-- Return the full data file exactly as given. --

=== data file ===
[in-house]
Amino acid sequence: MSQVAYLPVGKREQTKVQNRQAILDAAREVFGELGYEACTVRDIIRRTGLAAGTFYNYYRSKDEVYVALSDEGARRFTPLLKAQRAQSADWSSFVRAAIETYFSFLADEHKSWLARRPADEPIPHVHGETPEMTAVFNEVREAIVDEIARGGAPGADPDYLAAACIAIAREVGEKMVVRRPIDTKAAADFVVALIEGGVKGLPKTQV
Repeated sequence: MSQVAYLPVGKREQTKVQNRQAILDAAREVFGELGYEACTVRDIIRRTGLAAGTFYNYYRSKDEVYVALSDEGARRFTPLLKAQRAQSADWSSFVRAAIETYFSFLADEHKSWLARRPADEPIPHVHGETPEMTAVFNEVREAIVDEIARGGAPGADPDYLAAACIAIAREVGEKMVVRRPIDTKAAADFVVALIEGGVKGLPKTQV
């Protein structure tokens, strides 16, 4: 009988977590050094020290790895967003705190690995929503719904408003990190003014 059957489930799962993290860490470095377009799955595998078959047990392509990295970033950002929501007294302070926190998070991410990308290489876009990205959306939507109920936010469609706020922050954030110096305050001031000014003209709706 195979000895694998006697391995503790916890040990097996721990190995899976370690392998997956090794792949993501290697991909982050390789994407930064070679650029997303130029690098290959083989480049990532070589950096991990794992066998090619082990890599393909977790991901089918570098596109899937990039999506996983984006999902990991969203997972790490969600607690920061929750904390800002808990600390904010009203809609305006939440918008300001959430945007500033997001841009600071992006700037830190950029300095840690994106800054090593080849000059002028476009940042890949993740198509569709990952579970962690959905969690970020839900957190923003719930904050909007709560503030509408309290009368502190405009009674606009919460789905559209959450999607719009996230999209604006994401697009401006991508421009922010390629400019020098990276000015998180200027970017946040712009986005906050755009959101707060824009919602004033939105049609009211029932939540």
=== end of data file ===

[in-house]
Amino acid sequence: MSQVAYLPVGKREQTKVQNRQAILDAAREVFGELGYEACTVRDIIRRTGLAAGTFYNYYRSKDEVYVALSDEGARRFTPLLKAQRAQSADWSSFVRAAIETYFSFLADEHKSWLARRPADEPIPHVHGETPEMTAVFNEVREAIVDEIARGGAPGADPDYLAAACIAIAREVGEKMVVRRPIDTKAAADFVVALIEGGVKGLPKTQV
Repeated sequence: MSQVAYLPVGKREQTKVQNRQAILDAAREVFGELGYEACTVRDIIRRTGLAAGTFYNYYRSKDEVYVALSDEGARRFTPLLKAQRAQSADWSSFVRAAIETYFSFLADEHKSWLARRPADEPIPHVHGETPEMTAVFNEVREAIVDEIARGGAPGADPDYLAAACIAIAREVGEKMVVRRPIDTKAAADFVVALIEGGVKGLPKTQV
């Protein structure tokens, strides 16, 4: 009988977590050094020290790895967003705190690995929503719904408003990190003014 059957489930799962993290860490470095377009799955595998078959047990392509990295970033950002929501007294302070926190998070991410990308290489876009990205959306939507109920936010469609706020922050954030110096305050001031000014003209709706 195979000895694998006697391995503790916890040990097996721990190995899976370690392998997956090794792949993501290697991909982050390789994407930064070679650029997303130029690098290959083989480049990532070589950096991990794992066998090619082990890599393909977790991901089918570098596109899937990039999506996983984006999902990991969203997972790490969600607690920061929750904390800002808990600390904010009203809609305006939440918008300001959430945007500033997001841009600071992006700037830190950029300095840690994106800054090593080849000059002028476009940042890949993740198509569709990952579970962690959905969690970020839900957190923003719930904050909007709560503030509408309290009368502190405009009674606009919460789905559209959450999607719009996230999209604006994401697009401006991508421009922010390629400019020098990276000015998180200027970017946040712009986005906050755009959101707060824009919602004033939105049609009211029932939540």